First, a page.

I believe I can stop writing anytime I want as long as I never quit. When I did stop, knowing that I had to collect and observe the world before I could produce any fiction or art reviews, it made relaxing impossible. I had to walk across a minefield of guilt just to get out of my house every day. I got so far behind on my deadlines, working on anything practical meant not working on ten creative projects, which made working on everything very stressful. Stress led to inactivity, which led to watching TV, which led to guilt, which led to work, which led to impostor syndrome, which led to inactivity, which of course repeated the whole cycle over again. This made me think one can never be truly happy if they live their lives in competition with themselves. So I came up with a temporary solution that would help me get back to a balance: I stopped doing most things expected of me, regardless of the consequences. On this list was writing, so I stopped writing too.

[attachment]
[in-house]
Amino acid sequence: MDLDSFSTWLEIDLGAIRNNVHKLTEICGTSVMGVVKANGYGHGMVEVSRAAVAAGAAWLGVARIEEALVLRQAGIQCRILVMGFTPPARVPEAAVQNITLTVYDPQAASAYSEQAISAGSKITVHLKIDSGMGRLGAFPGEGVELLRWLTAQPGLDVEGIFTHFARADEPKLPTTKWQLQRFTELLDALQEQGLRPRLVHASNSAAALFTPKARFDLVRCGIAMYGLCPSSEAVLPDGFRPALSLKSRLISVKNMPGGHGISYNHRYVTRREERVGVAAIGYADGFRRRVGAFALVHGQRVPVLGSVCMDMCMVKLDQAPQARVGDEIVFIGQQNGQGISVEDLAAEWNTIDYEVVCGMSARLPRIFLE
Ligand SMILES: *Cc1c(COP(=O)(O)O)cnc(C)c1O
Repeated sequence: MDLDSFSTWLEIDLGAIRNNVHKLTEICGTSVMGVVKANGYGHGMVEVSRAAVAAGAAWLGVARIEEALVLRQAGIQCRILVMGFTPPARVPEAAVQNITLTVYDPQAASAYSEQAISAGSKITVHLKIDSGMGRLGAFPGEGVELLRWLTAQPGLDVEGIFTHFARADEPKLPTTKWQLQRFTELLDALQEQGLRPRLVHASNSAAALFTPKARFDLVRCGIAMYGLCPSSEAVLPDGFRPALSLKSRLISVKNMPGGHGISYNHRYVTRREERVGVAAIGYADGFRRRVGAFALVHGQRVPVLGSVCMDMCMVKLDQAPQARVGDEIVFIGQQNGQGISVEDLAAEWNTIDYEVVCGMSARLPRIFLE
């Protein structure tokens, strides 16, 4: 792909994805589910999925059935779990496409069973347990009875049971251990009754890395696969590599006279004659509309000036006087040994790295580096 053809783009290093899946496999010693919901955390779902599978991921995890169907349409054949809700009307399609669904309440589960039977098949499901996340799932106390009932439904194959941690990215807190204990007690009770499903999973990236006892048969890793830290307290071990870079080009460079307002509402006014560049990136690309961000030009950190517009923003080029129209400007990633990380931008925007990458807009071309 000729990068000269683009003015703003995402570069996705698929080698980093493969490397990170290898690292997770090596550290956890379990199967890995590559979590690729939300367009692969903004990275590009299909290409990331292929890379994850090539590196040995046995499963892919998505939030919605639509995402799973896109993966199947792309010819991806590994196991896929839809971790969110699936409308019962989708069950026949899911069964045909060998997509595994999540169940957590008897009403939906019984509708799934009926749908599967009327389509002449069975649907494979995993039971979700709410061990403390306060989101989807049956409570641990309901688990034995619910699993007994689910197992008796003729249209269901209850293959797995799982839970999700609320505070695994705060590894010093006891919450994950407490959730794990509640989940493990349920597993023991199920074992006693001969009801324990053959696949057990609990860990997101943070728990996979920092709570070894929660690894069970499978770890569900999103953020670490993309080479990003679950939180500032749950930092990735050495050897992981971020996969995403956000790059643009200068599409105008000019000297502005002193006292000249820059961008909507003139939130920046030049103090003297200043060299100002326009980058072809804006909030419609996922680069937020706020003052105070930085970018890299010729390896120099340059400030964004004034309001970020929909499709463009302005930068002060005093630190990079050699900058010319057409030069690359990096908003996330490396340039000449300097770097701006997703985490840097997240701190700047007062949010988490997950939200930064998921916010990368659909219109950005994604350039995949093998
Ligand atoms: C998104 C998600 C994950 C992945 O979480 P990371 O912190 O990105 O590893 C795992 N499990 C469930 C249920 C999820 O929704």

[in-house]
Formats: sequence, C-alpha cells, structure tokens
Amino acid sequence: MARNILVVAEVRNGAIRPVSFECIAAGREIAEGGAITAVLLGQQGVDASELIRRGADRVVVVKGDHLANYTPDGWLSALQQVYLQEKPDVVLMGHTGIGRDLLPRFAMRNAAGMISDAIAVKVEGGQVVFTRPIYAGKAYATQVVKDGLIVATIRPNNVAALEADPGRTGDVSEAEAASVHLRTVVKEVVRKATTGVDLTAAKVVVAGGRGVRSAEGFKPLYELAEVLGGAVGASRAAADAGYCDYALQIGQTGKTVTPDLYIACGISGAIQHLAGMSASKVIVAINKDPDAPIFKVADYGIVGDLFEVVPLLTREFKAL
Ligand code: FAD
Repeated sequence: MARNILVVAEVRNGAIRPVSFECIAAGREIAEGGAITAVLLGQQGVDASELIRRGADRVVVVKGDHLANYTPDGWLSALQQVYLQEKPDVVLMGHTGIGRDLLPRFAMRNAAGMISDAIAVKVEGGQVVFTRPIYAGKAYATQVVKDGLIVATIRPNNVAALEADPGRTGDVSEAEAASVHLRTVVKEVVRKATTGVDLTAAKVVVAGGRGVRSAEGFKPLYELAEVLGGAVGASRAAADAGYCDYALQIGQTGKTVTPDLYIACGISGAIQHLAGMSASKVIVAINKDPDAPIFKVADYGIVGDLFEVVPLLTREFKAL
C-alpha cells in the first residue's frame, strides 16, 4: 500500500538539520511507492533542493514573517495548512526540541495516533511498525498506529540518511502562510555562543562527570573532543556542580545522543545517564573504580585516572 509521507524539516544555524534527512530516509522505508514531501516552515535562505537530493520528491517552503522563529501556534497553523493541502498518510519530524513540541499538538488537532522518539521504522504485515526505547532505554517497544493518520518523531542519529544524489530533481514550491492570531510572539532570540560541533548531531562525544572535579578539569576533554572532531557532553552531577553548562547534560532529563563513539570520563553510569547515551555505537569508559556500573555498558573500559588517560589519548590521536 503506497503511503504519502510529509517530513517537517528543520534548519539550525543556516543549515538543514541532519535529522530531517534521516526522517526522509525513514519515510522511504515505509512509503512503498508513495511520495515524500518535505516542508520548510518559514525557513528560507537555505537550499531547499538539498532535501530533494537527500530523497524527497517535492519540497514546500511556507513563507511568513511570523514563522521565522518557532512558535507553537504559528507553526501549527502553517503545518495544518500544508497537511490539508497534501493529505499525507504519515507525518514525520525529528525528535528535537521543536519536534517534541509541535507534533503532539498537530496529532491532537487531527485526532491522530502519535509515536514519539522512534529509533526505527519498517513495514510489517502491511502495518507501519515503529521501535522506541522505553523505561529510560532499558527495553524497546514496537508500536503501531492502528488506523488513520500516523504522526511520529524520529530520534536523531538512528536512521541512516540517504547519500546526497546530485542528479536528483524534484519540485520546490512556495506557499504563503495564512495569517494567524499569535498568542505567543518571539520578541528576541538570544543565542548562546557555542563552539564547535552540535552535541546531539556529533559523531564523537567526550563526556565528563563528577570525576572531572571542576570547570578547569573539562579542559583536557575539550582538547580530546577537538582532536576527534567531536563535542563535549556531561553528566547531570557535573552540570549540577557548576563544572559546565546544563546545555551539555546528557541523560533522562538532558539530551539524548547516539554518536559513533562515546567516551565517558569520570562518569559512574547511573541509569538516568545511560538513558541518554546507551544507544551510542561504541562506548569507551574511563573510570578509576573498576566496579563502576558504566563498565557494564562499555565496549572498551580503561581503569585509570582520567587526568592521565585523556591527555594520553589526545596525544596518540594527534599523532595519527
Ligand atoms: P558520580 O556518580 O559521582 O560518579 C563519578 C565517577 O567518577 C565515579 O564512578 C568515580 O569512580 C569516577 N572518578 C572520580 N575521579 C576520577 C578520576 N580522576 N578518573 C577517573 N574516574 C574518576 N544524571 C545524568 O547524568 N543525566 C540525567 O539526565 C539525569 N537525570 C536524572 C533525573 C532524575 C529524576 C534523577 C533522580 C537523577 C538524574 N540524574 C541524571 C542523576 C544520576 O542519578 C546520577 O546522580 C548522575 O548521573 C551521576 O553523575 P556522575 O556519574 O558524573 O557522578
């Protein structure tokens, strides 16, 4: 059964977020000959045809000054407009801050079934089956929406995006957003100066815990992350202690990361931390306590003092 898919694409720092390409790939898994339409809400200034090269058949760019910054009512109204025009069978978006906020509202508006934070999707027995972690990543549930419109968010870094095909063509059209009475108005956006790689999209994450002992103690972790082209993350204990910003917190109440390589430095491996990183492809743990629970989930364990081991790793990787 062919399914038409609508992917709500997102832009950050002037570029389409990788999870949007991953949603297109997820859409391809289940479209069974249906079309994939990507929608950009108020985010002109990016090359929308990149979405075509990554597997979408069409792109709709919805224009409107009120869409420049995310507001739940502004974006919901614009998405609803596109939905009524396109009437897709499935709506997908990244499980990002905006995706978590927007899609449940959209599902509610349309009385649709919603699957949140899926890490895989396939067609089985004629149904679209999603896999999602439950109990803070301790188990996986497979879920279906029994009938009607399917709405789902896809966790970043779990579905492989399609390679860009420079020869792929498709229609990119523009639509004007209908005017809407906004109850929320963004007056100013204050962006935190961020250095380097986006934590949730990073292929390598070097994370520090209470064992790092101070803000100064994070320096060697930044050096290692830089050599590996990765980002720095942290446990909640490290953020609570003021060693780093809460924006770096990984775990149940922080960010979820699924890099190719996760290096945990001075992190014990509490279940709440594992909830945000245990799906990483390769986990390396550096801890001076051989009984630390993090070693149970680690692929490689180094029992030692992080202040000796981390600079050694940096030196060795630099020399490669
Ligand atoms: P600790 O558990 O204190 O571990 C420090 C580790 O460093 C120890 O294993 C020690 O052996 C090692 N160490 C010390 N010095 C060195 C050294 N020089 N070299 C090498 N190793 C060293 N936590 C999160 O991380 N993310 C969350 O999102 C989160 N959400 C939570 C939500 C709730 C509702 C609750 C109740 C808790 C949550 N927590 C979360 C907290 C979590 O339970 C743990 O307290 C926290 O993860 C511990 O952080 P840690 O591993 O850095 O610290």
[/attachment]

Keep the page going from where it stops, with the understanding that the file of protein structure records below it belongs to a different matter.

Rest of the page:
When I stopped writing I watched TV and read books about outer space. I couldn’t get enough of future societies forming haphazardly after a great war or societal reorganizing. I was into the civilizations that emerged. I felt, because I had lost control of something I loved to do and was a little trapped in, that the time I was living in was insufficient. There wasn’t a real requirement to the escapist programs and literature I sought in my bout of not writing, only that they take place–at least partially–in outer space. I justified my break by thinking I could stop writing if humanity dissolved into chaos, took to the skies in clunker rockets or sophisticated vessels of fiberglass and chrome. I could allow myself to stop writing only if I suddenly had to pack up and shoot off my demolished planet on a rickety DIY spaceship (the kind I would prefer, since it’s the end of the world anyway). This was the only scenario I imagined acceptable to excuse my lack of writing. I imagined the night sky sparkled eternally around me. When I looked out of a little circular window on my imagined space craft to watch a minor comet, or glowing bit of space debris shoot across the distant night, I imagined there was something so profound and extraordinary about the universe that I didn’t–couldn’t–understand, that it was OK if I never wrote again, because the truths were all suddenly different. I was no longer a writer because I was no longer on my home planet. I was in a little ship without earthly concerns. I was very OK with this.